A detour to one of our favorite places – Dauphin Island, AL

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Great Horned Owl

Since it’s still a bit early to continue our northward trek, we’re chillin’ for a couple of weeks at one of our favorite Gulf Coast stops, Dauphin Island.  Unfortunately, a severe weather system slammed the area just a day after our arrival, the worst storm we’ve endured since we began our travels.  It wasn’t just the buckets of rain, but also the lightning and fierce winds that made us hunker down in Betsy.  Our windshield cover even blew off in one of the wind gusts, and that’s never happened before.

Dauphin Island Beach Campground

Poor Steve had to wade out into the water in pouring rain to retrieve our windshield cover

Although this was an unplanned stop, we were excited to be back.  After a couple of weeks here we’ll move back to Gulf Shores, AL for a final three weeks on the shoreline.  That will take us up to May 1st, when it should be warm enough to head north and leave the beaches behind for quite a while.  Our pace will be more leisurely this summer, as we don’t see ourselves visiting as many historical and resort spots as last year.  In keeping with our goal of visiting all 49 states, we’re guessing we’ll be able to add 9 or 10 to the midsection of our map by the end of the year.

The planned route will take us to Michigan by mid-summer and back to Texas by December, where we plan to spend next winter.  The stops along the way will be determined as we move along, and by the end of our third year we will probably have visited at least 38 beautiful states.  Well, that’s the “jello plan” for now, we’ll see what surprises this part of the journey brings – hey, that’s the fun of it!

2014 planned route

Rough outline for our 2014 adventure route

Back to Dauphin Island.  Although we were here around the same time last year, there were a few things we missed during that short stay that we wanted to explore this time around.  Our first couple of days were spent waiting for better weather and doing fun things – like finalizing our taxes 😦  But we tend to get “cabin fever” fairly quickly, and we couldn’t wait to get out to breathe the fresh air and get moving again.  The good news is that our home base at Dauphin Island Campground had private access to the white sand beach, trails to the bird sanctuary and access to the bike path that runs the length of the island (8 miles).  There are other activities within walking/riding distance that made our car almost unneeded here – a pair of healthy legs were the only requirement!


Dauphin Island Beach

We’ll definitely be missing this in the months to come

So, what have we done so far?  Well, I did mention that the RV park had direct access to the Audubon Bird Sanctuary, and that was my first destination.  Actually, the whole island is designated as a bird sanctuary, just for good measure.  Everywhere we went the birds could be seen and heard – heaven!  Steve even got caught up in the possibility of seeing new and beautiful birds, so he grabbed our binoculars and tagged along.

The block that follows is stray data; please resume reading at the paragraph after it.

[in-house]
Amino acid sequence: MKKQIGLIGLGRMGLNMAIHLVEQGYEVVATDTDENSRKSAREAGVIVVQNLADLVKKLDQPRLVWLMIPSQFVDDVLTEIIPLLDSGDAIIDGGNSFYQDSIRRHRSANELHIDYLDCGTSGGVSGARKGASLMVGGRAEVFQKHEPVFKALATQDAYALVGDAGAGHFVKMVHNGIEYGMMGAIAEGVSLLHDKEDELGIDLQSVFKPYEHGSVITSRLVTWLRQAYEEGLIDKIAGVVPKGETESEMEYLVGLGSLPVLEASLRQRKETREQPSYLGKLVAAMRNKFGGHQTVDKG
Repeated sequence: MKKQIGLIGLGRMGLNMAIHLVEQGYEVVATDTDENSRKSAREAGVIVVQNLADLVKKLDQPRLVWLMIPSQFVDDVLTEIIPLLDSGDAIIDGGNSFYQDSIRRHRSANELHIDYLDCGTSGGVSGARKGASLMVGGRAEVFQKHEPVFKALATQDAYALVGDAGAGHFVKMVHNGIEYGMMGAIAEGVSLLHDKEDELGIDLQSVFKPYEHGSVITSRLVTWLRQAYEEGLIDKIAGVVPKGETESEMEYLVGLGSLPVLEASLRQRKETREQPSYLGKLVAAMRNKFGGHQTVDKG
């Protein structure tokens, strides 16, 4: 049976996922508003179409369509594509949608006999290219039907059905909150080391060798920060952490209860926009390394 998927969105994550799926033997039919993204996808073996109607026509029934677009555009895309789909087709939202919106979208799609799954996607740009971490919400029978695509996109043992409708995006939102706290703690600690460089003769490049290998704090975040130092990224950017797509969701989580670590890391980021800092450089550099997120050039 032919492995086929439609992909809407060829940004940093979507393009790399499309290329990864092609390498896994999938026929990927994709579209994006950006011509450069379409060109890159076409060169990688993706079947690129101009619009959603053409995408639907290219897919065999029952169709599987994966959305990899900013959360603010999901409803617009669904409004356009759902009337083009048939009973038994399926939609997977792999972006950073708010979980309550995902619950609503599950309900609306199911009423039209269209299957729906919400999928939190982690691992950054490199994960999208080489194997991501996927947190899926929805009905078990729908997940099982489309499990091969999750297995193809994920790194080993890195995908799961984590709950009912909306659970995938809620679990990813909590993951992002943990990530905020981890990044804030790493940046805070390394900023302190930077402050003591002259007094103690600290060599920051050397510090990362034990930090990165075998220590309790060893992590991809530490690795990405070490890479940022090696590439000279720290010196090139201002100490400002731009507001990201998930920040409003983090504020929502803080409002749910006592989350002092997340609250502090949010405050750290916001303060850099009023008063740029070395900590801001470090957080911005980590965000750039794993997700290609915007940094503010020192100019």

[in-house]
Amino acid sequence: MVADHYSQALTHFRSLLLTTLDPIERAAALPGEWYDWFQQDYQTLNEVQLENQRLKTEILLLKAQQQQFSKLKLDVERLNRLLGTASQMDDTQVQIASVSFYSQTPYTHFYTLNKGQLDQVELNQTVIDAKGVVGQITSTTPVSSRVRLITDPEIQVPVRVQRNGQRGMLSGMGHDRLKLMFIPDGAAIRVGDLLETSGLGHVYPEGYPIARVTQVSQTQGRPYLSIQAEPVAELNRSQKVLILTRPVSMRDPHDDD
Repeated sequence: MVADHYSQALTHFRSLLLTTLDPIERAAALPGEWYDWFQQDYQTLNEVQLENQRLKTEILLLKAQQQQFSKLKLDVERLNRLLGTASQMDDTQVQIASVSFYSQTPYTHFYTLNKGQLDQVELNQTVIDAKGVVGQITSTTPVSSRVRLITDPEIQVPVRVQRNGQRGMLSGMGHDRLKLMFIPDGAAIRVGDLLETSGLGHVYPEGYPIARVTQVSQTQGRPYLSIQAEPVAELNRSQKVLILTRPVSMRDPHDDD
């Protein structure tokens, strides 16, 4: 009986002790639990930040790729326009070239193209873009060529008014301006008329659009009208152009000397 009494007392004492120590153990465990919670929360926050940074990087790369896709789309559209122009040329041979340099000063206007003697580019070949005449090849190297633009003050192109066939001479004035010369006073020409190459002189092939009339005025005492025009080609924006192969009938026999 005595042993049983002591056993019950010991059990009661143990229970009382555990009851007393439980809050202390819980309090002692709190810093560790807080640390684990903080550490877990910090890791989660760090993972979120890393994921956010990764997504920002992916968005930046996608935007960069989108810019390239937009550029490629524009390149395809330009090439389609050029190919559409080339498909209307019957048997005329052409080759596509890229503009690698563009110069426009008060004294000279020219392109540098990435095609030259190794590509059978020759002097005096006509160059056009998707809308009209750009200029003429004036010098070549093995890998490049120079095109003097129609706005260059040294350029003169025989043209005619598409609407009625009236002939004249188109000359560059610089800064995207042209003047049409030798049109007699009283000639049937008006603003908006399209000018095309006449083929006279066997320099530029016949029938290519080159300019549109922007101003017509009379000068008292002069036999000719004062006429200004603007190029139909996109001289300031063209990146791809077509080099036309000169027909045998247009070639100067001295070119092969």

We were not disappointed. A great horned owl had established a nest by the beach and was nurturing her two young ones.

Great Horned Owl

This Osprey nest was taken over by a Great Horned Owl, and she and her owlets were the talk of the town

Great Horned Owl

They seem to be saying, “What’s all the fuss about?”  Aren’t they the cutest?

Dauphin Island is the first landfall for neo-tropical migrant birds after their long flight across the Gulf from Central and South America each spring.  In inclement weather, the island has been known to receive large flocks of exhausted birds landing all at once, in what is called a “fall-out.”  Having my first Alabama bird-watching experience after that storm hit was quite amazing.  And that will be covered in my next post.

Finally, our first sunset taken at the west end of the island.

Dauphin Island Sunset


Next up:  Dauphin Island goes to the birds!

Hopping on a really big boat – final chapter

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Jewel of the Seas

This is the final post covering our southern caribbean cruise.

Bridgetown Barbados

Jewel of the SeasOur last port of call was Bridgetown, Barbados. Barbados is home to many beautiful beaches, the nicest ones we saw on this cruise.  A double-rainbow near the island on our arrival portended a day of fun ahead.  For this final stop we chose an excursion which included snorkeling, a beach break and an inland tour.  It was described as a “shipwreck snorkel experience from a boat, a beach swim and an exploration of the island’s beauty in a specially rigged 4×4 vehicle – combined into one amazing tour.”  We couldn’t wait to get underway that morning as the sun peeked out, the clouds parted and a beautiful sunny day began!

Brownes Beach, Barbados

There were eleven folks total on this excursion, and when it was time to begin snorkeling I waited until everyone else had left the boat as I felt a bit anxious.  Steve went ahead, thinking I’d be fine since we had snorkeled before.  Besides, I’m an island girl who’s not afraid of the water, right?  Well, I started to hyperventilate and was really breathing hard while swimming toward the group.  The captain noticed me struggling and signaled his assistant to watch me.  It felt like an eternity as I tried to catch up with the group.  I was so thankful that our guide calmed me down and asked me to hang on to a buoy as I tried to relax.